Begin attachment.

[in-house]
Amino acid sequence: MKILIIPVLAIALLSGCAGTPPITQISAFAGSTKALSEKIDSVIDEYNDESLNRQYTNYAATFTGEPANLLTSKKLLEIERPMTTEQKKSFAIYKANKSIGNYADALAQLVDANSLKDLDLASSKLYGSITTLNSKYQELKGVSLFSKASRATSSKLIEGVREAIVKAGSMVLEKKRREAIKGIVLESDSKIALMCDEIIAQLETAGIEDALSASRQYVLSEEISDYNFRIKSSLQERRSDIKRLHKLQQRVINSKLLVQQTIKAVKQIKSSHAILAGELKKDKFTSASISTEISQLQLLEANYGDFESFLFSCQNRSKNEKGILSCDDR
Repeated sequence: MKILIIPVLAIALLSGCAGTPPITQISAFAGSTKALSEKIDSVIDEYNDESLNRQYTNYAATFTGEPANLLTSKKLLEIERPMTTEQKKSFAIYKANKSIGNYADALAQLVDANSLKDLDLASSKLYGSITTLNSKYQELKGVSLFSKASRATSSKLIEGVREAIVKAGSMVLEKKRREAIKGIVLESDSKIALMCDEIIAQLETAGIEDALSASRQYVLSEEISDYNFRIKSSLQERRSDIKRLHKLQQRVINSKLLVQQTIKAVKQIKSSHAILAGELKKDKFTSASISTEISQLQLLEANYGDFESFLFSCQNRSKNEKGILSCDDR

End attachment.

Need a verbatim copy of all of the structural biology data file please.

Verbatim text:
[in-house]
Amino acid sequence: MKILIIPVLAIALLSGCAGTPPITQISAFAGSTKALSEKIDSVIDEYNDESLNRQYTNYAATFTGEPANLLTSKKLLEIERPMTTEQKKSFAIYKANKSIGNYADALAQLVDANSLKDLDLASSKLYGSITTLNSKYQELKGVSLFSKASRATSSKLIEGVREAIVKAGSMVLEKKRREAIKGIVLESDSKIALMCDEIIAQLETAGIEDALSASRQYVLSEEISDYNFRIKSSLQERRSDIKRLHKLQQRVINSKLLVQQTIKAVKQIKSSHAILAGELKKDKFTSASISTEISQLQLLEANYGDFESFLFSCQNRSKNEKGILSCDDR
Repeated sequence: MKILIIPVLAIALLSGCAGTPPITQISAFAGSTKALSEKIDSVIDEYNDESLNRQYTNYAATFTGEPANLLTSKKLLEIERPMTTEQKKSFAIYKANKSIGNYADALAQLVDANSLKDLDLASSKLYGSITTLNSKYQELKGVSLFSKASRATSSKLIEGVREAIVKAGSMVLEKKRREAIKGIVLESDSKIALMCDEIIAQLETAGIEDALSASRQYVLSEEISDYNFRIKSSLQERRSDIKRLHKLQQRVINSKLLVQQTIKAVKQIKSSHAILAGELKKDKFTSASISTEISQLQLLEANYGDFESFLFSCQNRSKNEKGILSCDDR